00024 Ineffective tissue perfusion

image_pdfDownload PDF

00024 Ineffective tissue perfusion

Definition of the NANDA label

Ineffective tissue perfusion is the state in which an individual has a reduction in oxygen concentration and consequently in cellular metabolism, due to a deficit in capillary blood supply.

* THE TYPE MUST BE SPECIFIED: RENAL, CEREBRAL, CARDIOPULMONARY, GASTROINTESTINAL, PERIPHERAL.

Defining characteristics

Impaired renal perfusion

  • Severe hypotension or hypertension.
  • Hematuria.
  • Oliguria or anuria.
  • Increased BUN / creatinine ratio.

Impaired cerebral perfusion

  • Mental confusion.
  • Weakness or paralysis of the limbs.
  • Behavior changes.
  • Variations in the responses of the pupils.
  • Speech abnormalities.
  • Dysphagia.
  • Changes in motor responses.

Impaired cardiopulmonary perfusion

  • Chest pain.
  • Feeling of “imminent death”.
  • Severe tachypnea or bradypnea.
  • Thoracic retraction.
  • Dyspnoea, bronchospasm, nasal flaring and use of accessory muscles.
  • Arrhythmias.
  • Anomalous arterial blood gas.
  • Capillary filling greater than three seconds.

Alteration of gastrointestinal perfusion

  • Hypoactive or absent bowel sounds.
  • Nausea.
  • Abdominal pain or tenderness.
  • Abdominal bloating.

Alteration of peripheral perfusion

  • Edema.
  • Positive Homans sign.
  • Weak or absent pulses.
  • Changes in skin color and temperature.
  • Variations in blood pressure in the extremities.
  • Intermittent claudication.
  • Puffs.
  • Slow growing, thick and brittle nails.
  • Alterations in skin sensitivity.
  • Ulcerations and areas with poor healing.
  • Paleness when raising a limb that does not regain color when lowering it.

Related factors

  • Hypervolemia or hypovolemia.
  • Variations in the affinity of hemoglobin for oxygen.
  • Decreased hemoglobin in the blood.
  • Imbalance in the ventilation / perfusion ratio.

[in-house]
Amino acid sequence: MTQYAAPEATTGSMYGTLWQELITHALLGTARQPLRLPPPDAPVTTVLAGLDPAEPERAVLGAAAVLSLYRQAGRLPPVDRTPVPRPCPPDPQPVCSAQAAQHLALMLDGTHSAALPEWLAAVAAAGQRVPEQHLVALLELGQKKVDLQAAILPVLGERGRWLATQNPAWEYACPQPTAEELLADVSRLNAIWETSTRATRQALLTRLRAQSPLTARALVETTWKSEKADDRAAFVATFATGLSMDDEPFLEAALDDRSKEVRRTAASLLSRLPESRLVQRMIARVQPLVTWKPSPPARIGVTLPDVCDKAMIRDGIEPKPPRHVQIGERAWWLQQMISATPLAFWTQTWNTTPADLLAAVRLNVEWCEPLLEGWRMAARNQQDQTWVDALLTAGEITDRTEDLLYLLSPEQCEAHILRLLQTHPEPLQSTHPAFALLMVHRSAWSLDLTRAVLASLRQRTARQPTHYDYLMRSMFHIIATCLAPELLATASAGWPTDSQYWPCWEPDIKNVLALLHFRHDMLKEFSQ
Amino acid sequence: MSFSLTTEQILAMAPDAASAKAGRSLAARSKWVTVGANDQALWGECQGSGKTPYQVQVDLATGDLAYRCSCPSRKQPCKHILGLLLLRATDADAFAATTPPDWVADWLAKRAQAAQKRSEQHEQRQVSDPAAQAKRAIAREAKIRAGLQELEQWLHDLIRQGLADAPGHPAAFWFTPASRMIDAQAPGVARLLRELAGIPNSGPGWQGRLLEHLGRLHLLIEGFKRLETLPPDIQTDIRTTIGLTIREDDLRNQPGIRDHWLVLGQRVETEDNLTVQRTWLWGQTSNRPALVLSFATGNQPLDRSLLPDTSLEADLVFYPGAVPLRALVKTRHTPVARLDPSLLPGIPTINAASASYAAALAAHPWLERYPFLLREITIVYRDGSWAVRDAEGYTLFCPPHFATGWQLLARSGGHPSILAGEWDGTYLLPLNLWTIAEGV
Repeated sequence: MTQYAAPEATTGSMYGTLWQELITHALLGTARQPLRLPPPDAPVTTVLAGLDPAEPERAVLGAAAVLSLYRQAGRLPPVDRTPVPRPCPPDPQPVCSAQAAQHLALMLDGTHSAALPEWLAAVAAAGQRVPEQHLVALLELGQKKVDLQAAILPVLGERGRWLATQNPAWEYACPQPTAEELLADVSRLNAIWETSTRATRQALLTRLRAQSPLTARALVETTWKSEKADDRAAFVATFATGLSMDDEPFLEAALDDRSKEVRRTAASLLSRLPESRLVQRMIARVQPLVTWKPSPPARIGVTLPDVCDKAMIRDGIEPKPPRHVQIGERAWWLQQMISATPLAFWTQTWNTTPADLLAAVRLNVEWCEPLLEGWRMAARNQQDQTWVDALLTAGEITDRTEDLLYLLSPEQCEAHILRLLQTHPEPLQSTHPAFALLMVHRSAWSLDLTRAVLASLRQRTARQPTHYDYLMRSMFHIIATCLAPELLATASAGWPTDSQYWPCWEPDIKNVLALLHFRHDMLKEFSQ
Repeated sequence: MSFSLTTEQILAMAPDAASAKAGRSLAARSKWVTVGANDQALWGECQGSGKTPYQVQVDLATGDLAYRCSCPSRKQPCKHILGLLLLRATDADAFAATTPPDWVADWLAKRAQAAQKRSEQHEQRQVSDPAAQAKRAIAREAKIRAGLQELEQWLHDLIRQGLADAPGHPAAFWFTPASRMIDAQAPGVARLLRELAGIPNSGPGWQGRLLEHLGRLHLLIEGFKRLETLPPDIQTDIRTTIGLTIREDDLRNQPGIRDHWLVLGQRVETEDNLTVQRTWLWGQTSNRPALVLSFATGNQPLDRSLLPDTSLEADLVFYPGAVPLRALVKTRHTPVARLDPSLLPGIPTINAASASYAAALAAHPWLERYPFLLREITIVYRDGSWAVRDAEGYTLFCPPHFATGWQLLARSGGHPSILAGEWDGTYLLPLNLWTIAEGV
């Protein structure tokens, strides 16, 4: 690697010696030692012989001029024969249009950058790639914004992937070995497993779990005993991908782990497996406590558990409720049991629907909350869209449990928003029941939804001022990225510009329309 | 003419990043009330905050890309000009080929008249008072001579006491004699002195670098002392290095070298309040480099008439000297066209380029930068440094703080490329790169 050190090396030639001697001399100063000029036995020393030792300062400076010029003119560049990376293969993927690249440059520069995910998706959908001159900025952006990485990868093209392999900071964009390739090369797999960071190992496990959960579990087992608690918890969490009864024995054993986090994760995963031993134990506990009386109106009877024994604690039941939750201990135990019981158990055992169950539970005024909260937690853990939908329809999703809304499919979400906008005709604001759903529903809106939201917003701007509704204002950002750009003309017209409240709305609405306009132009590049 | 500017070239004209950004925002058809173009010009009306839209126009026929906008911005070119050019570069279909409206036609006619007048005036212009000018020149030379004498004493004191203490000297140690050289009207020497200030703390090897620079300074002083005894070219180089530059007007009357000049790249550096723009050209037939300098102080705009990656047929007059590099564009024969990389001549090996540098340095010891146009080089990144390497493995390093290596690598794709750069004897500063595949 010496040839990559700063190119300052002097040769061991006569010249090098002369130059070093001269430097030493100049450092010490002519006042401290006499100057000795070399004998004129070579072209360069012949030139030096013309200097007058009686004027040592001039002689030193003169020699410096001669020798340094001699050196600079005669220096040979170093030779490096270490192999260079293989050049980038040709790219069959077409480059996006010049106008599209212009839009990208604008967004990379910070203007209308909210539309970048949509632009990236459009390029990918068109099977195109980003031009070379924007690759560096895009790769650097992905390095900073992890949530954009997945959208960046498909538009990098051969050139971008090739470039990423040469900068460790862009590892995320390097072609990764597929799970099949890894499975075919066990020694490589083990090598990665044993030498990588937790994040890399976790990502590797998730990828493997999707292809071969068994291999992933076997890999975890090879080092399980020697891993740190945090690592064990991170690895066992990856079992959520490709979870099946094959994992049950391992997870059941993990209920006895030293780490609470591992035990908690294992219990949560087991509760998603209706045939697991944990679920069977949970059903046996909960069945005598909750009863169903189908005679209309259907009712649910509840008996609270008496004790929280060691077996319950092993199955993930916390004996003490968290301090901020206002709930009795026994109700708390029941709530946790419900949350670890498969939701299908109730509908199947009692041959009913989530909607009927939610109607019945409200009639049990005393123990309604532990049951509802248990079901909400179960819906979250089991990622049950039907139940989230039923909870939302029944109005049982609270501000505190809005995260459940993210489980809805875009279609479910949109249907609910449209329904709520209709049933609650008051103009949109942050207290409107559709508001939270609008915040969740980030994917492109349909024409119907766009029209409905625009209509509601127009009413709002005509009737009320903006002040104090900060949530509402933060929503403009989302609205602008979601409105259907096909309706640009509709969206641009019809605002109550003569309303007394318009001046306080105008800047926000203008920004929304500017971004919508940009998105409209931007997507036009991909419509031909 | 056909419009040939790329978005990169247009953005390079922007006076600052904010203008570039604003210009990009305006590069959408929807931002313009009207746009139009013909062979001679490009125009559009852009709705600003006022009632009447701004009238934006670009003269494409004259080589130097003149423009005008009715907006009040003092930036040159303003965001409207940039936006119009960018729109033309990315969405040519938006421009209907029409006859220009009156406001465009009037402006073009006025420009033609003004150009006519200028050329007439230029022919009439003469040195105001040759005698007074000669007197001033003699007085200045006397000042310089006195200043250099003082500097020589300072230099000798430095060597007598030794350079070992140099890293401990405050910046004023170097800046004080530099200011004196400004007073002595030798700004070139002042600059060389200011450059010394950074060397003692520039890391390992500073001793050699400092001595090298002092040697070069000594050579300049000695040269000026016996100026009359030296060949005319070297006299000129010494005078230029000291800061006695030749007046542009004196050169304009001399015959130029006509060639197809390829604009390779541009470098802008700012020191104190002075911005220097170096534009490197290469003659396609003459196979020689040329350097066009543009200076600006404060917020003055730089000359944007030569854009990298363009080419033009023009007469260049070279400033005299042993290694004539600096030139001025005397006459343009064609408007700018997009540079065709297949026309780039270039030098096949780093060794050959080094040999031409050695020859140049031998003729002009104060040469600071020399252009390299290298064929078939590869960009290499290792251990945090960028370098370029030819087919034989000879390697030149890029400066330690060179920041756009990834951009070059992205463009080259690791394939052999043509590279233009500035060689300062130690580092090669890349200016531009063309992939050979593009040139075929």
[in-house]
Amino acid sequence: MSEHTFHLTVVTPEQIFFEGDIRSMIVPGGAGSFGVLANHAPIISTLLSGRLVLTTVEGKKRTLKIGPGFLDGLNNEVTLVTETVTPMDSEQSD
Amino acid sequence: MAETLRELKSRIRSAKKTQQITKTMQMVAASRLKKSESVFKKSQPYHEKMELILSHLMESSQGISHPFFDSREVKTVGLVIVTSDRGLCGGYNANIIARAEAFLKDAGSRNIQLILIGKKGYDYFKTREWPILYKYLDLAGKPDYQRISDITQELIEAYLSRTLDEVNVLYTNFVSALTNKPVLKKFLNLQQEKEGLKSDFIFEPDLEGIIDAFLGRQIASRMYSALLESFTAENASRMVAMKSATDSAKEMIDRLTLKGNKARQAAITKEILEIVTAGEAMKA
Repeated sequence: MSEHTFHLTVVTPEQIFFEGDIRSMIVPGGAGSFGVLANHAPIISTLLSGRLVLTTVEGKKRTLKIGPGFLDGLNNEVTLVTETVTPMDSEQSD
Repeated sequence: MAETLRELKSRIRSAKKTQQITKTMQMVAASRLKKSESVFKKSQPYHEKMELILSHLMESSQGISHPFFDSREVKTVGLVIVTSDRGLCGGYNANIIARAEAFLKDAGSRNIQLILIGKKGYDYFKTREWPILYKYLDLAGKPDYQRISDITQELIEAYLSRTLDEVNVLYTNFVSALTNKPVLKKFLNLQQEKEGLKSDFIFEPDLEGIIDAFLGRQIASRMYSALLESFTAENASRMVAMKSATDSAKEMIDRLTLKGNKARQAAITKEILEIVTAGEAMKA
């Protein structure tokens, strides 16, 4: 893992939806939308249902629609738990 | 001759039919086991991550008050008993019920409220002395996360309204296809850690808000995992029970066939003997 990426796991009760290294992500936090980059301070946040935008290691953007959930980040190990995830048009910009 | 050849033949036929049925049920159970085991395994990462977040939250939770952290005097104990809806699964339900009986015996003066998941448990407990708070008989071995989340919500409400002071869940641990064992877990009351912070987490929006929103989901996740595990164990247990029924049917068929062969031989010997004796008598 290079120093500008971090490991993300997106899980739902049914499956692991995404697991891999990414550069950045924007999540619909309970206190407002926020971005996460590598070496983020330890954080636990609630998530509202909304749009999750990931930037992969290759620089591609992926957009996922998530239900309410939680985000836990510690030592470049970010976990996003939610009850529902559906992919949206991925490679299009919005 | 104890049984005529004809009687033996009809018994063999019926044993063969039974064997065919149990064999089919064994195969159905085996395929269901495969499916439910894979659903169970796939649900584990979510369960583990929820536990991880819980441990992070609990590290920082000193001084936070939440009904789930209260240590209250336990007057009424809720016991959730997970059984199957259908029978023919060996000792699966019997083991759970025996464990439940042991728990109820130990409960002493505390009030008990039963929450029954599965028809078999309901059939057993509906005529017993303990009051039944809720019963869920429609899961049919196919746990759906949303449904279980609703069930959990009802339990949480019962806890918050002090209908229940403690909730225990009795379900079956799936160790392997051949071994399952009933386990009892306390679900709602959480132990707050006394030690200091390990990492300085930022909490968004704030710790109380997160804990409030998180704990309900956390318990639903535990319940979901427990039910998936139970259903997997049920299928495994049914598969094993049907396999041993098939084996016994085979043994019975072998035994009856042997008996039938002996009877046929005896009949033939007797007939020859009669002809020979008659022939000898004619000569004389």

• Hypoventilation.
  • Impaired oxygen transport through the capillary or alveolar membrane.
  • Blood exchange problems.
  • Enzyme saturation.
  • Interruption of arterial or venous flow.
  • Mechanical reduction of venous or arterial flow.

NOC

  • Effectiveness of the heart pump.
  • Circulatory state.
  • Status of vital signs.
  • Tissue perfusion: cardiac.
  • Tissue perfusion: pulmonary.
  • Neurological state.
  • Tissue perfusion: cerebral.
  • Electrolyte and acid-base balance.
  • Water balance.
  • Hydration.
  • Tissue perfusion: abdominal organs.
  • Sensitive function: cutaneous.
  • Tissue integrity: skin and mucous membranes.
  • Tissue perfusion: peripheral.
  • Urinary elimination.

NIC

  • Cardiac care: acute.
  • Management of dysrhythmia.
  • Shock management: cardiac.
  • Hemodynamic regulation.
  • Circulatory care: venous insufficiency.
  • Circulatory care: arterial insufficiency.
  • Circulatory precautions.
  • Management of cerebral perfusion.
  • Management of vital signs.
  • Cardiac care.
  • Embolism care: pulmonary.
  • Acid-base management: respiratory acidosis.
  • Acid-base management: respiratory alkalosis.
  • Improved cerebral perfusion.
  • Monitoring of intracranial pressure (ICP).
  • Neurological monitoring.
  • Electrolyte management.
  • Fluid / electrolyte management.
  • Liquid handling.
  • Peritoneal dialysis therapy.
  • Hemodialysis therapy.
  • Hemofiltration therapy.
  • Management of hypovolemia.
  • Intravenous (IV) therapy.
  • Management of altered peripheral sensation.
  • Skin monitoring.
  • Embolism care: peripheral.
  • Management of urinary elimination.
  • Probing.
image_pdfDownload PDF